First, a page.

The Karnataka government is planning to construct Elevated Corridors of around 100 km in Bengaluru. This project will cost Rs 25,000 crore and more than 3,000 trees, and will damage two lakes and rajakaluves and is in the buffer zone of 10 lakes. It will also use up thousands of tonnes of sand, cement and steel. The government claims that this will address traffic congestion in the city. There is opposition from citizens and experts alike for this proposed project and support from a few quarters, especially the corporate honchos.
The principal opposition for this project is on two grounds one, that in the long run, this will not in any way contribute to the reduction of congestion, and two this will actually cause irreparable damage. Of late, there is another important question doing the rounds why spend so much on elevated corridors, when the government is not keen to invest on buses and not keen to invest on health, education or housing? Are these problems not as important as congestion, people ask.
Earlier examples of building our way out of congestion show that they don’t work. Look at the Electronic City Flyover during peak hours. It’s jammed up. Look at the signal-free corridors from Hebbal to Chalukya Circle. It’s jammed up. World over, it’s proven that the more you widen roads, or add to road capacity blindly, it will attract more vehicles, leading to more congestion. The question is why aren’t our leaders learning from this?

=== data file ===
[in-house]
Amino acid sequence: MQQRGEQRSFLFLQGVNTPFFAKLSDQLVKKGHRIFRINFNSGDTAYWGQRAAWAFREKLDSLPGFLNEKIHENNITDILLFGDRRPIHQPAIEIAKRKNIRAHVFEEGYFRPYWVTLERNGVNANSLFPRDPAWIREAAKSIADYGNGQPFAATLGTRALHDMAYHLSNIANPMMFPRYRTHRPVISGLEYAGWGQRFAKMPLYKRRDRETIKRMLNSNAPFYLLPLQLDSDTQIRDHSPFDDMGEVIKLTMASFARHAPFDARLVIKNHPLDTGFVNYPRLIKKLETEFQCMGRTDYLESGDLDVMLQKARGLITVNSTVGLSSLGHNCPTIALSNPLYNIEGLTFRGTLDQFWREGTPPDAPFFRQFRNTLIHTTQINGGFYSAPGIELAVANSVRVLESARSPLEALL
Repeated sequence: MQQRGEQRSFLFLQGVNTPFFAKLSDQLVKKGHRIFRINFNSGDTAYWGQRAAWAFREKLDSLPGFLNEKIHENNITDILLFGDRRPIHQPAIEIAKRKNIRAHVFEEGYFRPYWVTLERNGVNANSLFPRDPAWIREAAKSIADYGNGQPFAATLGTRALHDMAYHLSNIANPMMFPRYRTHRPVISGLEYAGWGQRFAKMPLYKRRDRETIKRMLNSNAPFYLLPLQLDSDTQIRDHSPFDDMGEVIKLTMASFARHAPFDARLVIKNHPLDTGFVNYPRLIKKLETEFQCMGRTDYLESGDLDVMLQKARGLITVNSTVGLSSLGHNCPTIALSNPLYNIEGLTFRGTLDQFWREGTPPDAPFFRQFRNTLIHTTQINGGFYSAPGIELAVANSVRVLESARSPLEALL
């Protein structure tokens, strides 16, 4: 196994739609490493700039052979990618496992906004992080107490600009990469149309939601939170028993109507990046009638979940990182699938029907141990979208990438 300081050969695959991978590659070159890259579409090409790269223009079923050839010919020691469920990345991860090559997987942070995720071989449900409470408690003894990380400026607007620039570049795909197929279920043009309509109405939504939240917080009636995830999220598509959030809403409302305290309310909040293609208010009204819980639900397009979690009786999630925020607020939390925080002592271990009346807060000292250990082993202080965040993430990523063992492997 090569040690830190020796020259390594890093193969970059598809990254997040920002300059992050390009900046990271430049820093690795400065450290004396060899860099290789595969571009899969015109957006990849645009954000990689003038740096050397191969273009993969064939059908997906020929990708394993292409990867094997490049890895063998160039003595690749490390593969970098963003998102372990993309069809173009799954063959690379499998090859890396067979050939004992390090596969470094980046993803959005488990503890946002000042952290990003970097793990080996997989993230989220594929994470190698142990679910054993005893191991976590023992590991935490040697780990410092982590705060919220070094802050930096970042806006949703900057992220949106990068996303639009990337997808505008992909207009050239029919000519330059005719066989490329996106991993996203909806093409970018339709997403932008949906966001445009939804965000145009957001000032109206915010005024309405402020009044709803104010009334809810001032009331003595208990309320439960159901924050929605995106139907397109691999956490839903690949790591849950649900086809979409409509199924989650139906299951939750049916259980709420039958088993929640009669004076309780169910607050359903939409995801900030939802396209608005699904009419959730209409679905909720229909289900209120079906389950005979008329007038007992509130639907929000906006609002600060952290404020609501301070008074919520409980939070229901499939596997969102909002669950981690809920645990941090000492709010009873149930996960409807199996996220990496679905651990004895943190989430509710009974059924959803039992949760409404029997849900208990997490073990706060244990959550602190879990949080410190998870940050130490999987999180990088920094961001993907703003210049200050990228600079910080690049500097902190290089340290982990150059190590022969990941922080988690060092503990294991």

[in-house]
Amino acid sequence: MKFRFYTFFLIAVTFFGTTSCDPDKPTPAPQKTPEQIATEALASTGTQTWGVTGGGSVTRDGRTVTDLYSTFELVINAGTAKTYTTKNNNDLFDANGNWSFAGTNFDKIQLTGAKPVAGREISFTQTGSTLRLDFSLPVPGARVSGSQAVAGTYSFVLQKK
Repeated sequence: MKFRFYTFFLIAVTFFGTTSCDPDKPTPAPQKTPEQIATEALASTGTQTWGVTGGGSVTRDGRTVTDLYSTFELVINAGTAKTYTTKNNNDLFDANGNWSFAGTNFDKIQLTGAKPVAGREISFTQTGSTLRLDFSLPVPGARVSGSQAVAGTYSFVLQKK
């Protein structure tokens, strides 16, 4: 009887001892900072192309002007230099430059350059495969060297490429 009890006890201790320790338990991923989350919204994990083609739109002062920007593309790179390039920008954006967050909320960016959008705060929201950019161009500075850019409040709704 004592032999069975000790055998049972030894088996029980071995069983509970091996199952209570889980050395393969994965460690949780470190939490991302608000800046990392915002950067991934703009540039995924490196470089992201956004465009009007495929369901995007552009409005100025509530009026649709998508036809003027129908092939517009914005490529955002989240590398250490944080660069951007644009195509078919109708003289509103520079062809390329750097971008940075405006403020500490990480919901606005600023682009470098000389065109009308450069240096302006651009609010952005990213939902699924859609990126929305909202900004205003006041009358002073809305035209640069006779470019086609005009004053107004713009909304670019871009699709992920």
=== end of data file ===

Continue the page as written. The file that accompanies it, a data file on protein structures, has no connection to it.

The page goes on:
Secondly, BMTC today has 58 lakh trips with just 6,500 buses. For the longest time, we have been asking the government to double the fleet and halve the fares. If they halve the fares, the two-wheeler riders will get attracted. When you double the fleet, frequency increases, crowding in buses reduces and this will attract those using cabs, autos and cars as well. So why isn’t the government doing this? What is instead happening is that BMTC is actually cutting routes, cutting schedules and planning to hike fares. All this will drive people away from buses and towards private transport. The reason BMTC is taking these measures is that it has little state support. If a portion of the Rs 25,000 crore for the elevated corridors is spent on BMTC, we will have an immediate reduction in congestion, at a far lower cost, with no trees lost, no lakes destroyed and no extra cement, granite, steel etc being used!
Today, the government is planning to spend Rs 32,000 crore on Metro Phase 2, Rs 33,600 crore on elevated corridors and around Rs 25,000 crore for Peripheral Ring Road and Satellite Town Ring Road. But not even Rs 1,000 crore on BMTC. Putting the bus at the centre of our mobility plan and giving it priority in funding and road space is a far simpler solution.
Why then is the government pushing an environmentally destructive and expensive project which also violates several laws?
All these must be debated publicly. The chief minister and BBMP must conduct a public dialogue on this issue before a decision is taken.
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